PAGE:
The last part of Zeligman’s contribution is about people who work independently of the Moscow 'hominologists' in the known fieldwork areas: "One must note that at the present time some people (sometimes even the visitors of the seminar 5) do utilize the nonprofessional character of the search. They are allowed as tourists to go into the known search areas. [...] They are not concerned that they are violating the rights of those who were examining the district earlier and are carrying out search and interview work. The activities of such 'non-coordinated' groups are damaging, not only because the ethical norms, which are valid for all research work, are broken. They are in particular damaging because, with their clumsy - and sometimes simply not allowed - actions, they could damage the relationship between the researcher and the locals in the area [...]. [...] It is obvious that presently the fight against this disorganization can only be done with the help of the public’s opinion. For this, one could use the help of the Society of the Cryptozoologists, as well as the organizations with which these search participants are active." (pp. 18-19)  This viewpoint of the RSC of other, private researchers possibly explains the numerous conflicts between the Moscow 'hominologists' and other research groups, who also accompanied the field work in the Caucasus.6  They were also put down in Russian publications: According to the Moscow biologist N.N. Akoev, Koffmann for example in 1988 attempted to deter the work of the independent research groups of  N.P. Avdeev, M.A. Gass, and N.N. Akoev.7

Koffmann’s most extensive contribution to the booklet is "About Interviewing the Population about the Problem of the Relic Hominoid." 8  In this, she gives basic tips about the correct behavior towards the locals during an interview. Difficulties in relationship to the taboo are explained. A collection of noteworthy questions for the eye witnesses and the form of an interview-protocol are presented. In an excerpt: "Formulation of the Protocols" (of the Interview) Koffmann writes:
" 1. The discussion should be written down carefully. But one can not always do that immediately. A notebook could startle the speaker. […] 4. If the conversation can not, for any reason, be written down at the interview location, one should write it down as soon as it is possible; but it must be on the same day. [...] 5. The protocol should be as similar as possible to the statements of the speaker. The notes should be as similar as possible to the story of the eye witness. [...] 6. The notes must be written in the first person style: "I went …" , "I heard…’ " (pp. 27-28)

If Koffmann’s own notes from the stories of the eye witnesses follow these rules, than they are retold stories. According to the mentality of the locals, such stories are usually incomplete. They are often not a timely and logical. In particular, this is the case in the Caucasus population. Significant dates are first learned by asking further questions. Gregory Panchenko, one of Koffmann`s coworkers, gives typical examples of such dialogues in the Caucasus.9  Therefore, one can assume that the literal speech of the eye witnesses in the reports published by Koffmann in the west not happened in that form.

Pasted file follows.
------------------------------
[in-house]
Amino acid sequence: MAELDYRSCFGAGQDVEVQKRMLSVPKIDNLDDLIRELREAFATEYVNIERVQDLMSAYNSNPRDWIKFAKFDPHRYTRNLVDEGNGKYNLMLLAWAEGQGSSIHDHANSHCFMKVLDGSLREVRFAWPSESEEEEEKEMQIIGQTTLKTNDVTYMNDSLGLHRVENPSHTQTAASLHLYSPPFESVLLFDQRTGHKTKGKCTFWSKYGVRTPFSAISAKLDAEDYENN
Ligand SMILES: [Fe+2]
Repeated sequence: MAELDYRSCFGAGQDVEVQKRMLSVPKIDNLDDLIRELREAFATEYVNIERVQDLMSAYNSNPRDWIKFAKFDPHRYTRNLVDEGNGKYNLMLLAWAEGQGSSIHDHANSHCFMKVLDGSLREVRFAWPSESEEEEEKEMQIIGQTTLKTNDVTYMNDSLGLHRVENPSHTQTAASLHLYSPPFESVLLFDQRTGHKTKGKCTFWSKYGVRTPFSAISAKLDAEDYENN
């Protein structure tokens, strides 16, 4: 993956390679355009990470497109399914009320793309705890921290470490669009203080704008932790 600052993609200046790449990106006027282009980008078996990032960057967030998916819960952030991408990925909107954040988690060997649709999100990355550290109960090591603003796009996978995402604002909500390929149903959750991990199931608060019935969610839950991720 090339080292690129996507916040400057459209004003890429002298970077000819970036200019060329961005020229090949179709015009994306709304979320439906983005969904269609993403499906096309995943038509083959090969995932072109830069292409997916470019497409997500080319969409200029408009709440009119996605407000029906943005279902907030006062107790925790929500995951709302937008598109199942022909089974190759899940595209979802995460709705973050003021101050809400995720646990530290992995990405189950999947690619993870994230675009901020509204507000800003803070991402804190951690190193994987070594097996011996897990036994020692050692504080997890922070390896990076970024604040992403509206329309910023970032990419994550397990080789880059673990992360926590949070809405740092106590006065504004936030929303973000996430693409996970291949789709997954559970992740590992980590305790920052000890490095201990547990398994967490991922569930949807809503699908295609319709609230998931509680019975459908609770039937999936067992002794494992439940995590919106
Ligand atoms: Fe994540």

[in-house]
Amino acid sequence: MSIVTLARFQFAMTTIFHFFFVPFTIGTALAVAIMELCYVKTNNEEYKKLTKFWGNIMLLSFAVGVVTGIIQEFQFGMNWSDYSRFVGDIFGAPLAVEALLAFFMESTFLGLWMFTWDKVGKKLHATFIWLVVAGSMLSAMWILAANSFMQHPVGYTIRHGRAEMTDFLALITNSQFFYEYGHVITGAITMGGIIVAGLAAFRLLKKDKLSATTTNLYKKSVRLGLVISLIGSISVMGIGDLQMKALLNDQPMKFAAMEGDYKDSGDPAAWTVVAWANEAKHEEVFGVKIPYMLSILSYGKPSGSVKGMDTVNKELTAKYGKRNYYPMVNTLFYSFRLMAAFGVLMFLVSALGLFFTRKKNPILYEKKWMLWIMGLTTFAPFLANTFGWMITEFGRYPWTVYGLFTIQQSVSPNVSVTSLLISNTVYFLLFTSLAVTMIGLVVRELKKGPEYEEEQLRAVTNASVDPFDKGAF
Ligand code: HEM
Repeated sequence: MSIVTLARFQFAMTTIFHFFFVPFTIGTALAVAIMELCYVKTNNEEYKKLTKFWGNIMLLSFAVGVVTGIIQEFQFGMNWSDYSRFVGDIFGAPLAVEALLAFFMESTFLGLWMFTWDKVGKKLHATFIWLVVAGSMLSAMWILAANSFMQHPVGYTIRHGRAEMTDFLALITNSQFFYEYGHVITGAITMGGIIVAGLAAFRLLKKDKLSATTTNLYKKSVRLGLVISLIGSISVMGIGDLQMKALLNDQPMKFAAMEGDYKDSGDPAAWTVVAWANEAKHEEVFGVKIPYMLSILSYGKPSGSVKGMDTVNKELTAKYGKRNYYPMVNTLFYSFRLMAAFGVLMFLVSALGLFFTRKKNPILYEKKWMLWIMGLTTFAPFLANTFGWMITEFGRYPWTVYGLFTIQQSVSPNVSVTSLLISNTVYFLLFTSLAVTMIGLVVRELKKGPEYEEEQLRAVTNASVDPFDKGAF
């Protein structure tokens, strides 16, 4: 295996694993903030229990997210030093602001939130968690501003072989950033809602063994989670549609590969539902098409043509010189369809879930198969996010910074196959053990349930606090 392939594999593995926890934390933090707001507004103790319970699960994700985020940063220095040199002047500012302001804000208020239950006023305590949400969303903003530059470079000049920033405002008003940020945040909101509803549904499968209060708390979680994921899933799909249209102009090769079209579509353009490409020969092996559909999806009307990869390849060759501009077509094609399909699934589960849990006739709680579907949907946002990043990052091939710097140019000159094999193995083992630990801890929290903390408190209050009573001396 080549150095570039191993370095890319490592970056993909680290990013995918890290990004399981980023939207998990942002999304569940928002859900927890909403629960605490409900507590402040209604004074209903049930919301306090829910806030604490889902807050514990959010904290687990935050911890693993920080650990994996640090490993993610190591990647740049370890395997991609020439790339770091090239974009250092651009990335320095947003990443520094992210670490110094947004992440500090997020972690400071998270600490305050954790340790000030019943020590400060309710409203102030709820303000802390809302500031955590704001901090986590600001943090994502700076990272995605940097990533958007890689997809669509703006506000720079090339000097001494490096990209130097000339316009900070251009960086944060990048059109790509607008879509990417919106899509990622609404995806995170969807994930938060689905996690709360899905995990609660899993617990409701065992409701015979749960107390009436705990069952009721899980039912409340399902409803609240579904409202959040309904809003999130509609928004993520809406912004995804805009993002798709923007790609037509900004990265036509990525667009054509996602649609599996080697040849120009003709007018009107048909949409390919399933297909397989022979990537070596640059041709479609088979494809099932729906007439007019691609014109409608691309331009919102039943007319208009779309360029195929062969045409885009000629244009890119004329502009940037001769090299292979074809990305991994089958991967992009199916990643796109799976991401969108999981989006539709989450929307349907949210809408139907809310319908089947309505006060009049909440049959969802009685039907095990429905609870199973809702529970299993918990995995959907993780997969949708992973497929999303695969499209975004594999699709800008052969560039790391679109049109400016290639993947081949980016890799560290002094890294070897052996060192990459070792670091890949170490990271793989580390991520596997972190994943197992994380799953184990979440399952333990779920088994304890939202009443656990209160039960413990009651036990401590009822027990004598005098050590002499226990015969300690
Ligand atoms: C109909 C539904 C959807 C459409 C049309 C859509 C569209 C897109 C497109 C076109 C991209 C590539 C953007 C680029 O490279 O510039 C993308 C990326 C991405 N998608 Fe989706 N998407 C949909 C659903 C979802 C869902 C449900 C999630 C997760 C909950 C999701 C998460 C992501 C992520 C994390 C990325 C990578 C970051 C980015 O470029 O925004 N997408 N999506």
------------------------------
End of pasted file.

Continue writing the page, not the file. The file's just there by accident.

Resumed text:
Koffmann also points out problems that can occur during the translation of oral eye witness reports: "I was lucky enough to be there for the ‘Birth of the Legend.’. Right before my eyes, the translator added details which were not very believable – which I sensed – and which the eye witness had not said (which proved to be true). `But this way is much more interesting!' he later defended himself." (p. 25)  Even today, the researcher is confronted with this problem. Usually neighbors or relatives are pulled in as a translator, if the eye witness has no, or only basic, knowledge of Russian. This is the case in the Caucasus, particularly in the former Soviet- Middle Asian republics.

The contribution from Ilja Treyger "Some special features about the behavior of the photographer" contain, in addition to other items, detailed instructions about how to photograph footprints. Treyger mentions the use of photo traps. In connection with the opinion of other researchers that the hominoid orientates itself on carnivorous birds, he describes using dead animals as bait for photography purposes. The technical notes about photography techniques and film materials that are given are out-of-date.

Another article from Koffmann and Andrej Kozlov deals with the "Determination, measurement, and fixating of the tracks of the life activities of the relic hominoid. (Added to by A. Danilov and V. Makarov)".10  The authors give tips on how to properly document hand- and footprints. The special features of the foot and the stride in comparison to man is also described. It is also mentioned that some ethnic groups of the former USSR used to walk around barefoot. Therefore it can be assumed these "strange features": a wider foot and unusually thick calluses. A further contribution from Andrej Kozlov: "Working with other traces of life activities."  Working with fingerprints, teeth marks, hair, traces of blood and excrement is explained. The contribution contains drawings of various bear tracks. This is intended to help the field work beginner to minimize confusion.